Purpose: We review our 10-year experience with intraoperative ultrasound during renal parenchymal sparing surgery in patients with hereditary renal cancers. Materials and Methods: Between 1991 and 2000, 68 nephron sparing procedures were performed on 26 women and 27 men, all but 1 of whom had a hereditary predisposition to renal cancer, for example von Hippel-Lindau, hereditary papillary renal cancer. Intraoperative ultrasound was performed after the surgeon removed all visible or palpable lesions. High frequency transducers (7 MHz.) and color Doppler were used in all cases. Lesions were characterized as simple cysts, complex cysts or solid masses, and were recorded on a map. Results: A total of 935 lesions (mean 12.8 lesions per kidney) were removed in 68 nephron sparing operations performed on 53 patients. Of these lesions 870 were removed without while 65 required intraoperative ultrasound. In 17 of 68 (25%) procedures intraoperative ultrasound identified renal cancers that were not detectable by the surgeon. Mean tumor size of ultrasound detected lesions was 1.0 cm. (range 2 mm. to 4 cm.). Of the 32 cystic lesions identified by intraoperative ultrasound 5 contained renal carcinoma, and 29 of the 33 solid renal masses were renal cell carcinomas. During reoperations ultrasound enabled the surface of the kidney to be evaluated even when it was inaccessible due to scar tissue or adherent perinephric fat. Conclusions: Intraoperative ultrasound can be performed after all visible lesions have been removed and identifies additional tumors in 25% of patients with hereditary renal cancer, thus ensuring that as many tumors as possible have been removed during renal parenchymal sparing surgery.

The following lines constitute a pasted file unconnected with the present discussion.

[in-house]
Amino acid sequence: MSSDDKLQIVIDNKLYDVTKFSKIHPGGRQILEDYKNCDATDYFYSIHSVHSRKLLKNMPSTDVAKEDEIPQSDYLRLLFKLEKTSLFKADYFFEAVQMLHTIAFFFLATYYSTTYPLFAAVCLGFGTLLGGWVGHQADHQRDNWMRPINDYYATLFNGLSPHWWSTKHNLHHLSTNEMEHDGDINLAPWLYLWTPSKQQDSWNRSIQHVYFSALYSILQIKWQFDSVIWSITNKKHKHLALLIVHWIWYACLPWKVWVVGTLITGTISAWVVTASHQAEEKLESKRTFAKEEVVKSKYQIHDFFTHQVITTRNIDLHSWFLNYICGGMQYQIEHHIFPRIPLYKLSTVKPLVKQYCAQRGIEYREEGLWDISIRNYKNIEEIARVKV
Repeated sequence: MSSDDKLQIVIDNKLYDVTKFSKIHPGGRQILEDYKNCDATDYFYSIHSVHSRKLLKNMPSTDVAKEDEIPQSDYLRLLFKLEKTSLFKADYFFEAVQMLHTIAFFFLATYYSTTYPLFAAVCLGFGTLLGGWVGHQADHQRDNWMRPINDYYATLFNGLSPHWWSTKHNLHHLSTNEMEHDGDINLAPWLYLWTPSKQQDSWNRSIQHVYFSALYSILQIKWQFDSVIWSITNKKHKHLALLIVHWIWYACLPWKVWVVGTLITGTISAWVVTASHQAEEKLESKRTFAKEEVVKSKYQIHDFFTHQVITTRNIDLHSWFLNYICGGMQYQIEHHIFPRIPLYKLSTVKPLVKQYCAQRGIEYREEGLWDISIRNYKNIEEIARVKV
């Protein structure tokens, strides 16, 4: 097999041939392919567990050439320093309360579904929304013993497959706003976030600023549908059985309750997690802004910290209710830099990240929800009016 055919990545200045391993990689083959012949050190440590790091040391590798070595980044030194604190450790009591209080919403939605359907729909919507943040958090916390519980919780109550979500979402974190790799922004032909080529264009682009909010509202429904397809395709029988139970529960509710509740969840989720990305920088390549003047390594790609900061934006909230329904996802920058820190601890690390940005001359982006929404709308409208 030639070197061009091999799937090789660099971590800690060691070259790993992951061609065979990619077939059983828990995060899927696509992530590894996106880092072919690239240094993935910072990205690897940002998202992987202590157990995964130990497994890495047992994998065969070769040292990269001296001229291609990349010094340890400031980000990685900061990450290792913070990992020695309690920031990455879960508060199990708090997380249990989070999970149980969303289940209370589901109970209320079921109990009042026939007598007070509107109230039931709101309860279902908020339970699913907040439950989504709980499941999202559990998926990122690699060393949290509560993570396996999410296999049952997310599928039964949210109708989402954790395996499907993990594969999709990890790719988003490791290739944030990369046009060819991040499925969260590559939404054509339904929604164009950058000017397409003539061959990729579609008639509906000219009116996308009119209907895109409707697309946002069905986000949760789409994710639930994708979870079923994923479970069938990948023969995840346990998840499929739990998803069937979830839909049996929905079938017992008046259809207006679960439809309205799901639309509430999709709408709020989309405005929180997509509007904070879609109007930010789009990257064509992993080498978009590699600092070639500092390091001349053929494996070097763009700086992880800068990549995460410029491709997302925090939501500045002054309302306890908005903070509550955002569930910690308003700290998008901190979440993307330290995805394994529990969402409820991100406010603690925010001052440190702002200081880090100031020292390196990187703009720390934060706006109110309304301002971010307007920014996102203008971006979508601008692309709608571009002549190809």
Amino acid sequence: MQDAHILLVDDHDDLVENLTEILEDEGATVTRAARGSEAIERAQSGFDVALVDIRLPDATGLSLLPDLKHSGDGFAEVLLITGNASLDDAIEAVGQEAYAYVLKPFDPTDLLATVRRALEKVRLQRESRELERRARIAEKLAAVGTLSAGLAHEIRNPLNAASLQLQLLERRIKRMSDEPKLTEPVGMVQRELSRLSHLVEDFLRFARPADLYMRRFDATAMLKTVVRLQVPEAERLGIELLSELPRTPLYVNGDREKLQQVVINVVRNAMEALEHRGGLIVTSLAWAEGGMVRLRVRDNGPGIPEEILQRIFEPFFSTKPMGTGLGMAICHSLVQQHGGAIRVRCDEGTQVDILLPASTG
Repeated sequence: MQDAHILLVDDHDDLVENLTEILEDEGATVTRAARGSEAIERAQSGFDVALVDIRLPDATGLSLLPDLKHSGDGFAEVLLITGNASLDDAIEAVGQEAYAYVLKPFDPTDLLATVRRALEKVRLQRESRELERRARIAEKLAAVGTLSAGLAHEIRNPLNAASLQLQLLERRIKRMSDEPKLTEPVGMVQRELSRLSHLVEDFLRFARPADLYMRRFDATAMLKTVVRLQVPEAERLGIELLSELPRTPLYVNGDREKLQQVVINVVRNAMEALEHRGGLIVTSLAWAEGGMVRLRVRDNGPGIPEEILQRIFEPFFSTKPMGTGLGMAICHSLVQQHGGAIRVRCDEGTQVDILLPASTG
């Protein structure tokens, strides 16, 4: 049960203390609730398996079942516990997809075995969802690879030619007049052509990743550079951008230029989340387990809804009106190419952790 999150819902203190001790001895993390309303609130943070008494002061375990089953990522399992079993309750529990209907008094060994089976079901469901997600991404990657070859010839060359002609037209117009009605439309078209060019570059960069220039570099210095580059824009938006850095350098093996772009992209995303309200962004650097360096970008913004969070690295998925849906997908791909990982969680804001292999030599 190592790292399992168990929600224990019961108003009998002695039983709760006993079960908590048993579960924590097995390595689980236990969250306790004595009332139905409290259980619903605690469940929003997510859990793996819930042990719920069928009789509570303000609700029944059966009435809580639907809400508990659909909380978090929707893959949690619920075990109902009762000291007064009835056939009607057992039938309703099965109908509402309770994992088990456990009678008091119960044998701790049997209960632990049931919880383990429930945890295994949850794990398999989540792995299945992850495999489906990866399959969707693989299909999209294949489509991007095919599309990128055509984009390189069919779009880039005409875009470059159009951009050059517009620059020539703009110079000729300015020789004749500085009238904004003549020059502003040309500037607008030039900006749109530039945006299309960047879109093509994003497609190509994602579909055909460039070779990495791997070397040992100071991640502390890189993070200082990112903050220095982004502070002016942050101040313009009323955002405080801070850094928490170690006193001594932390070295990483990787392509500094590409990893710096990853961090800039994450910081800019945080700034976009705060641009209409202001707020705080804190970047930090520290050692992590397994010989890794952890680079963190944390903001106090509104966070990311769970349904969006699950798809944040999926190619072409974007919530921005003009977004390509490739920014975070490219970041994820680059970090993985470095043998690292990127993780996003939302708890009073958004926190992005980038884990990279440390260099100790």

- Intraoperative care
- Kidney neoplasms
- Neoplastic syndromes, hereditary
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